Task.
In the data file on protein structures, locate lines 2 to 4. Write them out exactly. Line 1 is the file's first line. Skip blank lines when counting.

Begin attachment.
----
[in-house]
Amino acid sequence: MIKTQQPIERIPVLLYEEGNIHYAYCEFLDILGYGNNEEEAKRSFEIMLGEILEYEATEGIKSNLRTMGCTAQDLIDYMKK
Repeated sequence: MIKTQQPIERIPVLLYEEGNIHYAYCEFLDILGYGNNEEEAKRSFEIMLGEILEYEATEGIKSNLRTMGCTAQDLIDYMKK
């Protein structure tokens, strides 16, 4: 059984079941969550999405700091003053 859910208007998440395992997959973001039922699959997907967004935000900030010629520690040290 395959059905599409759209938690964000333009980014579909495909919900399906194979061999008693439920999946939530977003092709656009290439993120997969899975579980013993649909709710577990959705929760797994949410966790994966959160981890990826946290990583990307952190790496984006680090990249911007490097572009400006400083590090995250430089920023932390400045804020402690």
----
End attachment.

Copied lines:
Amino acid sequence: MIKTQQPIERIPVLLYEEGNIHYAYCEFLDILGYGNNEEEAKRSFEIMLGEILEYEATEGIKSNLRTMGCTAQDLIDYMKK
Repeated sequence: MIKTQQPIERIPVLLYEEGNIHYAYCEFLDILGYGNNEEEAKRSFEIMLGEILEYEATEGIKSNLRTMGCTAQDLIDYMKK
């Protein structure tokens, strides 16, 4: 059984079941969550999405700091003053 859910208007998440395992997959973001039922699959997907967004935000900030010629520690040290 395959059905599409759209938690964000333009980014579909495909919900399906194979061999008693439920999946939530977003092709656009290439993120997969899975579980013993649909709710577990959705929760797994949410966790994966959160981890990826946290990583990307952190790496984006680090990249911007490097572009400006400083590090995250430089920023932390400045804020402690």